[Sca-cooks] Speaking of tinned, copper cookware

Dragon dragon at crimson-dragon.com
Thu Sep 4 12:18:04 PDT 2008

Jennifer Carlson did speak thusly:

>DOES anyone know a tinker?  Or a company that does such work?  I 
>have a beautiful little Danish saucepan on 6-inch legs that I would 
>love to use, but the tin lining has oxidized and flaked in spots.
---------------- End original message. ---------------------

The melting point of tin is only 450F so it is also not extremely 
difficult to do. (And this is also the reason why you NEVER want a 
tinned copper pot to go dry, it can easily exceed that 450F in a very 
short span of time.

The basic process is not overly difficult.

Do this outside with proper fire protection.

So... first you need to thoroughly clean the inside of the pot until 
it is shiny. You don't have to remove all of the tin that is there 
but all flaky stuff and any organic matter must be gone. Use fine 
steel wool to smooth it out and give it a satin finish.

Then you want to thoroughly degrease it because oils can prevent the 
tin from adhering. Use naphtha to do that and then do not touch the 
surface to be tinned with your bare skin again. (Use gloves when 
handling the naphtha and remember it is VERY flammable).

Next you must melt the tin, use an old aluminum pot you don't care about.

Heat the pot to be tinned to 450F. Use an infrared thermometer to 
check it or do it in the oven if you know your oven to be accurate.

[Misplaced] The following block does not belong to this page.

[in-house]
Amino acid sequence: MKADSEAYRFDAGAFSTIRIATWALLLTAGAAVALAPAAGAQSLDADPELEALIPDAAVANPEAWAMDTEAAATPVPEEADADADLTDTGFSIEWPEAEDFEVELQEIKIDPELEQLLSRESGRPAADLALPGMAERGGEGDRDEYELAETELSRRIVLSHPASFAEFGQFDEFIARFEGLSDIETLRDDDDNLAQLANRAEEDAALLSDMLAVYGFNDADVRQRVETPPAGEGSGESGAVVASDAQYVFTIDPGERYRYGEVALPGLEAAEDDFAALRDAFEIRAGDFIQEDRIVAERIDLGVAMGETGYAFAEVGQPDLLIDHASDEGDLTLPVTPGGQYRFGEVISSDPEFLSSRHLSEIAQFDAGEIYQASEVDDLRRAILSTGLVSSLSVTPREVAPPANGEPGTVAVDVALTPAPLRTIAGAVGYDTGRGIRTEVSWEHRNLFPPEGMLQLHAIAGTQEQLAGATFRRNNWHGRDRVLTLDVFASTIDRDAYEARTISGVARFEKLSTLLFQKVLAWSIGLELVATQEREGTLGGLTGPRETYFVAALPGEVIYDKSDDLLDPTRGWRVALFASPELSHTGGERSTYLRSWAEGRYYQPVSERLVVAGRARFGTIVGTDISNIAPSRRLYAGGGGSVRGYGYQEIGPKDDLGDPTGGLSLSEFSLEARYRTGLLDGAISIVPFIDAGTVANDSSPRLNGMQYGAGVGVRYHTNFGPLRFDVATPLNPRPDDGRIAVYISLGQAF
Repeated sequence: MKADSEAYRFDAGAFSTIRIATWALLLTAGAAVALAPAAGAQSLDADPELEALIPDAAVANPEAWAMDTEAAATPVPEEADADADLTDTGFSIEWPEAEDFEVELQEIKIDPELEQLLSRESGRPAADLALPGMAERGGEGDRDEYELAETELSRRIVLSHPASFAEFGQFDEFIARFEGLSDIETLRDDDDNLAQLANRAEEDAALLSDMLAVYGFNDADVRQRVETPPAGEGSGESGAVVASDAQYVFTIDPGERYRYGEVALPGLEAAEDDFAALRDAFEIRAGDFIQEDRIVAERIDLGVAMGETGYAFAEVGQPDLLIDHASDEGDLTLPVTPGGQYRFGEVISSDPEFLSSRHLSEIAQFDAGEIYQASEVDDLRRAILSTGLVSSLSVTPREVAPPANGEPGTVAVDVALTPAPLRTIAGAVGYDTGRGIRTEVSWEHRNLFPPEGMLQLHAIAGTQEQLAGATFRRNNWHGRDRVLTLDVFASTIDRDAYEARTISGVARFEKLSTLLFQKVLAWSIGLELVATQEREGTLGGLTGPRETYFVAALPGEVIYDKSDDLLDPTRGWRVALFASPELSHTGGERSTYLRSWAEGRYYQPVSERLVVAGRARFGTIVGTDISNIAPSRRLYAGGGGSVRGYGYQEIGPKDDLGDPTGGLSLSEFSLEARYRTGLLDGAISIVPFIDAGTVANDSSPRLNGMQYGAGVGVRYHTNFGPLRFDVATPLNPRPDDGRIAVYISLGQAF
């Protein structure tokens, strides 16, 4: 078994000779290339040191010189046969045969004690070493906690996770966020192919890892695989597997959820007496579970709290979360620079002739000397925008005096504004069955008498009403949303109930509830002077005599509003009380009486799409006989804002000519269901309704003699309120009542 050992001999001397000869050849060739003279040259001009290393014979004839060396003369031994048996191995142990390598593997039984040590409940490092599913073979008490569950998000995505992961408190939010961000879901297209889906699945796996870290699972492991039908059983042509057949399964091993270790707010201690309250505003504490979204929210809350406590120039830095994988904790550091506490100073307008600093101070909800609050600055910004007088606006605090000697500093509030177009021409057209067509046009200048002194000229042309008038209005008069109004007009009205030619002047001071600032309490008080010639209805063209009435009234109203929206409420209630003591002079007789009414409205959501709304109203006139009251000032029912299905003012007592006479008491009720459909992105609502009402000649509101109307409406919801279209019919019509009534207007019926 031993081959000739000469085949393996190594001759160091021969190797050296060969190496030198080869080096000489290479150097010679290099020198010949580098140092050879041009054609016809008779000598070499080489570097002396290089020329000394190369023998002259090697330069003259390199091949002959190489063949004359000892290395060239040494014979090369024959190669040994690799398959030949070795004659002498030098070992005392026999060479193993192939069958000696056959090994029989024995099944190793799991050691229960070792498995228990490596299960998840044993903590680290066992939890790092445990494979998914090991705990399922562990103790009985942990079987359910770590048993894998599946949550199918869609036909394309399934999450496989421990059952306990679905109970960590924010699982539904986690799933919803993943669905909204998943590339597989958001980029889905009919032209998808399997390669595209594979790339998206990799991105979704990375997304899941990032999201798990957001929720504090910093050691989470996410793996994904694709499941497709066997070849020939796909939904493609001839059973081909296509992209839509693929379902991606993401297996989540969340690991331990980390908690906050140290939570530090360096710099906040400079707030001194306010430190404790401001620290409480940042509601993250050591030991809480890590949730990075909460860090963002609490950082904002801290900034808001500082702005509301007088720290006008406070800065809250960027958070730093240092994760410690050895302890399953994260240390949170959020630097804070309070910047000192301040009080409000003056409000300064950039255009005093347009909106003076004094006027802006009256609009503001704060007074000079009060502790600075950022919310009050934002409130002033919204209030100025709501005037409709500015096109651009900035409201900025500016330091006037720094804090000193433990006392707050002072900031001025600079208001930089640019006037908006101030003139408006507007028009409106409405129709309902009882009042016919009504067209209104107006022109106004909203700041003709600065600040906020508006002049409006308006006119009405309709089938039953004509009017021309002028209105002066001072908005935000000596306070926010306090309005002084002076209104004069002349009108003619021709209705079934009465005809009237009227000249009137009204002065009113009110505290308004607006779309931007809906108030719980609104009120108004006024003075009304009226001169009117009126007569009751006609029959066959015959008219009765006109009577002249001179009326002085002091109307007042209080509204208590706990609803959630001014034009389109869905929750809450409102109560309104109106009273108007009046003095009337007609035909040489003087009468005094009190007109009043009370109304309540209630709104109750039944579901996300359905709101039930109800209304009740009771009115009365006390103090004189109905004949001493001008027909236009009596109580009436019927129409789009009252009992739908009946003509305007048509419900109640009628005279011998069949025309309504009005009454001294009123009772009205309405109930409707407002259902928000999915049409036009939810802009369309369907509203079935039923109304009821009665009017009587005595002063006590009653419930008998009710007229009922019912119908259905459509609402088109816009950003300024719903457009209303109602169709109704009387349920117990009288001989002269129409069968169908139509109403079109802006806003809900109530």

Heating the pot gives you more working time as the tin won't solidify 
quite as fast.

Once the pot is heated and the tin is melted, you must work quickly.

Apply flux to the entire inside of the pot to be tinned. Use a brush 
with natural bristles that won't melt. The type of brush-on flux used 
for plumbing joints on copper pipe is perfectly adequate for this.

Use a clean putty knife or spoon to remove the dross (the crud that 
forms on top of the tin). Just quickly scrape it away and remove it.

Quickly pour some of the tin into the pot to be coated and swirl it 
around to coat the entire inside and then pour out the excess.

You should now have a nicely tinned pot. If any spots did not get 
properly coated, you can usually fix them without having to redo the 
entire pot. Use your steel wool to buff out the pot, degrease as 
before. Heat just the problem area with a propane torch, apply flux 
and then some tin with a small spoon.


  Venimus, Saltavimus, Bibimus (et naribus canium capti sumus)

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